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Mike Jacobs: Milestones but slow progress for ND women

Laura Eisenhuth was elected North Dakota superintendent of public instruction in 1892, when the state was just three years old. She was the first woman elected to a statewide office in the United States.

In 1933, Minnie Craig became speaker of the North Dakota House of Representatives, another first in the United States. Woman had presided over legislative bodies, but none in a permanent role.

These milestones are points of pride in the state, but they obscure the truth that North Dakota was otherwise late in accepting the role of women in politics.

The constitution adopted at statehood allowed women to vote only in school elections; their participation helped elect Eisenhuth. Amendments extending the right to vote were introduced in each legislative session from 1901 to 1911, and in 1913, the bill passed. As a constitutional amendment, it required approval at the 1914 election. The voters – all men – kept it out of the constitution.

Montana approved women’s suffrage in 1914, and in 1916, Montanans elected the first woman ever to serve in the U.S. House of Representatives.

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In North Dakota, by contrast, no woman has ever served in the U.S. House, and none served in the U.S. Senate until 1992, more than a century after statehood. Jocelyn Burdick took the so-called “widow’s route” to the office; she was appointed when her husband, Quentin Burdick, died in office. Jocelyn Burdick served for a few months; at age 97, she is now the oldest living former U.S. senator.

Heidi Heitkamp became the first woman elected to the Senate from North Dakota in 2012. She lost the seat in 2018.

South Dakota elected its first woman senator in 1938 and Minnesota in 2006. In both states, other women had reached the Senate earlier through the “widow’s route.”

Coya Knutson, who grew up at Edmore, N.D., represented northwestern Minnesota in the U.S. House from 1954 to 1958. Her career ended when her estranged husband wrote a famous letter urging “Coya, come home.”

Of the six “northwestern expansion states” -– North Dakota, South Dakota, Montana, Washington, Idaho and Wyoming, admitted in that order in 1889 and 1890 -- North Dakota was the last to adopt women’s suffrage in 1919, trailing Wyoming by 29 years, Idaho by 23 years, Washington by nine years, Montana by four years and South Dakota by a year.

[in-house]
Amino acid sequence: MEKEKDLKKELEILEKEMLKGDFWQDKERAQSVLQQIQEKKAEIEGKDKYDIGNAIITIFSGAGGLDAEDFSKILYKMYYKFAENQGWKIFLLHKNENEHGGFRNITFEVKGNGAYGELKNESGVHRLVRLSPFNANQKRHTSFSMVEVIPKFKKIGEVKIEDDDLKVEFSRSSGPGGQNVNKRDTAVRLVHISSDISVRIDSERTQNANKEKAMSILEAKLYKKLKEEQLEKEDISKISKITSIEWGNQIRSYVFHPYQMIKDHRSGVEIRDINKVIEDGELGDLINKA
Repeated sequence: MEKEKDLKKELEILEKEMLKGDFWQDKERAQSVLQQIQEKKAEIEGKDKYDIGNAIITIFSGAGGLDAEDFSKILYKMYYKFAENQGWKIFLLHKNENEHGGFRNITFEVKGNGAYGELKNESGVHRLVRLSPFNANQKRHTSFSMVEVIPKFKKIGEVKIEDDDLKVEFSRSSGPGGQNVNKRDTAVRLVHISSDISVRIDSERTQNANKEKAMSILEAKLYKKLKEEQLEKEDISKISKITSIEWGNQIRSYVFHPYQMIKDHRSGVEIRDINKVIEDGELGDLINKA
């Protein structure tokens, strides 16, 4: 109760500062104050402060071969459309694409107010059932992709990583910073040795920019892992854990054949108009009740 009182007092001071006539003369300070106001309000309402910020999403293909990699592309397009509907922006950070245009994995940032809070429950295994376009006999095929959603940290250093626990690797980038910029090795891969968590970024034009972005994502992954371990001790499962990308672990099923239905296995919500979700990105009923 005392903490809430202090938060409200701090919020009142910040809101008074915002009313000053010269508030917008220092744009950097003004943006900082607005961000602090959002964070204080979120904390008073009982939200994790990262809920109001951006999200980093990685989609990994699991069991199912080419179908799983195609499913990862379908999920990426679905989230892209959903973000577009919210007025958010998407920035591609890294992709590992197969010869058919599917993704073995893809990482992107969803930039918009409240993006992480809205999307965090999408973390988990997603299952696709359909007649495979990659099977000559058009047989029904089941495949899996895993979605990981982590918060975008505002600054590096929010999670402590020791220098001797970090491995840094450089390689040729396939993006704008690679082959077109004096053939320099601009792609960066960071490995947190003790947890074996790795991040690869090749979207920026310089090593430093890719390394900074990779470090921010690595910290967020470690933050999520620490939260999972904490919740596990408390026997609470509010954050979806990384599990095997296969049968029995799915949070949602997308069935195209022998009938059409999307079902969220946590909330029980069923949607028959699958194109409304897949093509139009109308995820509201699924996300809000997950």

North Dakota proved an especially difficult state for suffrage advocates, though not for lack of effort. Elizabeth Preston Anderson was an active and outspoken advocate of women’s suffrage – and of Prohibition. Some historians have speculated that the combination was too much for North Dakotans – though in the event women got the right to vote before men got the right to drink. That didn’t happen until Prohibition was repealed nationally in 1933.

Another possible explanation is the role of Gilbert Asheville Pierce, who vetoed a women’s suffrage bill passed by the Territorial Legislature in 1885, four years before statehood. Pierce was popular in North Dakota, partly because he favored admission of two states rather than only one. He became the state’s first U.S. senator.

Even the tidal wave of popular democracy that brought direct election of senators and initiative and referendum to the state was not great enough to bring women the right to vote. That didn’t occur until 1919, when North Dakota ratified the suffrage amendment – one of several landmarks in that memorable year 100 years ago.

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Still, voters didn’t go out of their way to encourage women to vote; in 1920, voters – at last including women – defeated a measure that would have allowed women to use absentee ballots if they lived more than a half mile from their polling place.

The state’s record of electing women to public office has improved; there were more women serving in the 2019 session than served in the first 80 years of statehood.

Since 1920 – the first year in which women voted for most statewide offices – 21 women have won office, but they are concentrated in a few offices and shut out of several others. There has never been a woman insurance commissioner, secretary of state or governor.

Five women have served as state treasurer, four as superintendent of public instruction, four on the Supreme Court, two on the Public Service Commission and two as lieutenant governor. Women have served as attorney general, auditor, agriculture commissioner and tax commissioner – in each office once.

This record exaggerates the number of individual woman office holders. Heitkamp was tax commissioner and attorney general. Berta Baker was successively treasurer and auditor – rolling up a total of 28 years in office. The lieutenant governor candidates ran on a ballot with male gubernatorial candidates.

Clearly equal representation in state office is overdue – and that fact might encourage the lengthening list of women dreaming of being the state’s first female governor.

Wrong again: Mike Nowatzki, Gov. Doug Burgum’s press officer, points out that Shannon Roers-Jones was legislative sponsor of Burgum’s higher education governance initiative, not the Theodore Roosevelt Library legislation.

To clarity, no petitions have been approved for circulation by the secretary of state and so no referenda are pending – though the threat is out there.

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Mike Jacobs is a former editor and publisher of the Herald.

Related Topics: MIKE JACOBSHEIDI HEITKAMP
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